Recipe Connection: Frugal, Healthy Homemade Dressings with Olive Oil

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caesar salad 2

Since EVOO is best eaten cold (see this post for details on which olive oil to buy and how to use it), making salad dressing with it is a simple way to incorporate it into your diet. There’s also a great added health benefit to consuming olive oil with your vegetables:  carotenoids (beta-carotene, etc.) are best absorbed by the body in the presence of real fats, such as olive oil. You actually get more out of your veggies in a salad by putting fat on it than if you choose fat-free dressing! (source: World’s Healthiest Foods).

imarenegade_150When I gave up all white sugar for Lent, that nixed any storebought salad dressings for me, unless I was willing to pay an arm and a leg. I’m not. I had to learn to make my own or just use mustard on mysalad (which I actually love, but it gets old after a while). I’m also reading more and more about Genetically Modified Foods (GMOs) that are hurting our food supply and our bodies. I’m all about God-Made Food (GMF). Soybeans and corn are almost always genetically modified, and since soybean oil is rampantly overused, it’s in about every dressing on the market. That’s just another reason to avoid manufactured dressing, plus the fact that olive oil is sooooo healthy for you.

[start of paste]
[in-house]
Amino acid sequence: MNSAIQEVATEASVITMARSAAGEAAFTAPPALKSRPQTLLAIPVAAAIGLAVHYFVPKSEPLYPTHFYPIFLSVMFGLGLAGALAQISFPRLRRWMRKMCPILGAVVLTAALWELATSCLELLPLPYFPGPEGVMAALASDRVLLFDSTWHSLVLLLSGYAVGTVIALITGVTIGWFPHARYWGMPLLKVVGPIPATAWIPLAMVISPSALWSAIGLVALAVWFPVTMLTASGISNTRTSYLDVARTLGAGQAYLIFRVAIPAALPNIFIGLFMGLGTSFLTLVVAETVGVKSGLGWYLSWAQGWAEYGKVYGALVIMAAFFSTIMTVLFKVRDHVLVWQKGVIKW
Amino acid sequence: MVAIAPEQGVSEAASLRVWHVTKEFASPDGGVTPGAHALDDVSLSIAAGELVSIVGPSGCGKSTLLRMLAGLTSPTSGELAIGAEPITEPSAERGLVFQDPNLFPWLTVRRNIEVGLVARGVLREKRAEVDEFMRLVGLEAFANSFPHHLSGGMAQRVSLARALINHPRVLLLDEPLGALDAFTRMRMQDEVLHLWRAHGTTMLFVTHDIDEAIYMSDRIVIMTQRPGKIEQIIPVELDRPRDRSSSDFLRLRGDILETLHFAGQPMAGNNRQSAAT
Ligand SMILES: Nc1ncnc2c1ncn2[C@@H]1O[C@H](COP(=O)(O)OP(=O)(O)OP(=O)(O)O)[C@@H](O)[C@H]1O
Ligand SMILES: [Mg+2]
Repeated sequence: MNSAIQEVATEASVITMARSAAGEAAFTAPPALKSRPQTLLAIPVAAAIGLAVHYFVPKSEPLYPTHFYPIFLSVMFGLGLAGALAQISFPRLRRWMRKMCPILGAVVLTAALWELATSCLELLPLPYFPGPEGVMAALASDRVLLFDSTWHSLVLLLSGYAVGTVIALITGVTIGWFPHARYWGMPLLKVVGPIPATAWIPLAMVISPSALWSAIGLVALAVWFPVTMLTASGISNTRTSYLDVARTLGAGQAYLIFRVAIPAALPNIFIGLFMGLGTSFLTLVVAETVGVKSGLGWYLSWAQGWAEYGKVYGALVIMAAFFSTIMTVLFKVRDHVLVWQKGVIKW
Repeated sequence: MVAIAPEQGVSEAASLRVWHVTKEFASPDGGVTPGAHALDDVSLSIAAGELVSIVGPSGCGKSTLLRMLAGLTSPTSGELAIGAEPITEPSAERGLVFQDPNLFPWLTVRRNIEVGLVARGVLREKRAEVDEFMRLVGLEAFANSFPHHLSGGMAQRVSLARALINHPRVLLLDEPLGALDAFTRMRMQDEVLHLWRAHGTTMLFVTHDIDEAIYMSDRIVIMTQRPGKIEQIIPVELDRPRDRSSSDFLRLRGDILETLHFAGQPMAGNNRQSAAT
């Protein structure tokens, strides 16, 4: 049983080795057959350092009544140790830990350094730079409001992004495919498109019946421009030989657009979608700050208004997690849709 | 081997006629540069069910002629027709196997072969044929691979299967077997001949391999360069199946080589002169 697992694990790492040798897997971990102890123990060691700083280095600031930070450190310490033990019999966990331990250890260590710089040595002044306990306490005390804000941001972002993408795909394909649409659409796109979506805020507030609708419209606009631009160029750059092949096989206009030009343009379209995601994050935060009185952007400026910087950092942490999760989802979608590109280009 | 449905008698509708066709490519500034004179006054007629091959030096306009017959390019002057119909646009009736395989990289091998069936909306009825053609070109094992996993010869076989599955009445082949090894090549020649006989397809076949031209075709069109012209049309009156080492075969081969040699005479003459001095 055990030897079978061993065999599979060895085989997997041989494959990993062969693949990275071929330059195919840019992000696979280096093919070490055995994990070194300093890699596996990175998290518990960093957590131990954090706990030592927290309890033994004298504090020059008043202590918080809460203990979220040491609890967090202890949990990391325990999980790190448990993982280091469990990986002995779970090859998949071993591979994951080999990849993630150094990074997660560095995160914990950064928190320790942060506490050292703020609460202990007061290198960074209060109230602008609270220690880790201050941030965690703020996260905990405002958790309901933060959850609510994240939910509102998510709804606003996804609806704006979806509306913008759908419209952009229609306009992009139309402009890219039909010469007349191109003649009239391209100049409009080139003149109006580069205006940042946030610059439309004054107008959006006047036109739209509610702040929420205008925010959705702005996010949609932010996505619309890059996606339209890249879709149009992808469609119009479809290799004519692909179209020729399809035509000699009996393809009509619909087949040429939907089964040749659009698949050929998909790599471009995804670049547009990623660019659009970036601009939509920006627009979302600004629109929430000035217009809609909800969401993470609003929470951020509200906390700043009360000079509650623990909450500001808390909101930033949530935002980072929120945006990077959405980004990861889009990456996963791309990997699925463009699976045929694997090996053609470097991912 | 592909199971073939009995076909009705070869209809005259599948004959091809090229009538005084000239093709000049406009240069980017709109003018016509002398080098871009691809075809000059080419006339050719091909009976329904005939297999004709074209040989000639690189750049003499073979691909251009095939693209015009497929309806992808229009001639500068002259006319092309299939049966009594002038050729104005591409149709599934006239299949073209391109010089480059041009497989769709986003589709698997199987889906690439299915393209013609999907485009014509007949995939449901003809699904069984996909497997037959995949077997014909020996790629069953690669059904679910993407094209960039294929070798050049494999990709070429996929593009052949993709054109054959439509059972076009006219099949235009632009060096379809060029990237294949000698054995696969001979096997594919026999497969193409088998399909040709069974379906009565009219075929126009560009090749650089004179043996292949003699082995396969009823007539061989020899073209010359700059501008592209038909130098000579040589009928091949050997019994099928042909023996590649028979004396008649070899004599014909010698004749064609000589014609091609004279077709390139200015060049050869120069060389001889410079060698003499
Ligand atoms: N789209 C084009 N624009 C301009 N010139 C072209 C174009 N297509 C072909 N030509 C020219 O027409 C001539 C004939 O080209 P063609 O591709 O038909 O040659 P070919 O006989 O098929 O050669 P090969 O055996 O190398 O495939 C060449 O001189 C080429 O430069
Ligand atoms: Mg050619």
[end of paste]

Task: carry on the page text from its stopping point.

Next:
Homemade Dressing Recipes

UPDATE: A new one! Asian Toasted Sesame

Homemade Italian Dressing

Whisk together:
1 Tbs Dijon mustard
2+ Tbs white wine vinegar*

Add 1/2 cup Extra Virgin olive oil in a stream, stirring constantly.

1 tsp onion flakes or powder
1-2 cloves minced garlic (fresh is best)
1/2 tsp thyme
1/2 tsp basil
1/2 tsp salt (optional)
can use Italian seasoning instead of the thyme and basil

Shake well. You can store this on the counter. Olive oil tends to get solid in the refrigerator. Lasts at least 4 weeks, probably more!

*You can also use balsamic vinegar and similar seasonings (or almost no seasoning at all; balsamic vinegar is very flavorful!) for a totally different dressing. My 3-year-old loves “balsamic vig-a-grette” as he pronounces it!

Homemade Ranch Dressing

3/4 c. mayo
1/2 c. sour cream or plain yogurt (I like half of each)
1 Tbs red wine vinegar
2 cloves crushed fresh garlic (less for young children)
1/2 tsp. onion powder
1/4+ tsp. each: dried parsley, dill weed, chives
a few shakes cayenne pepper
black pepper to taste, preferably freshly ground
salt to taste (not always needed with the fresh garlic)

Mix and enjoy! Lasts at least 2 weeks, ultimately as long as your mayo and sour cream or yogurt would last.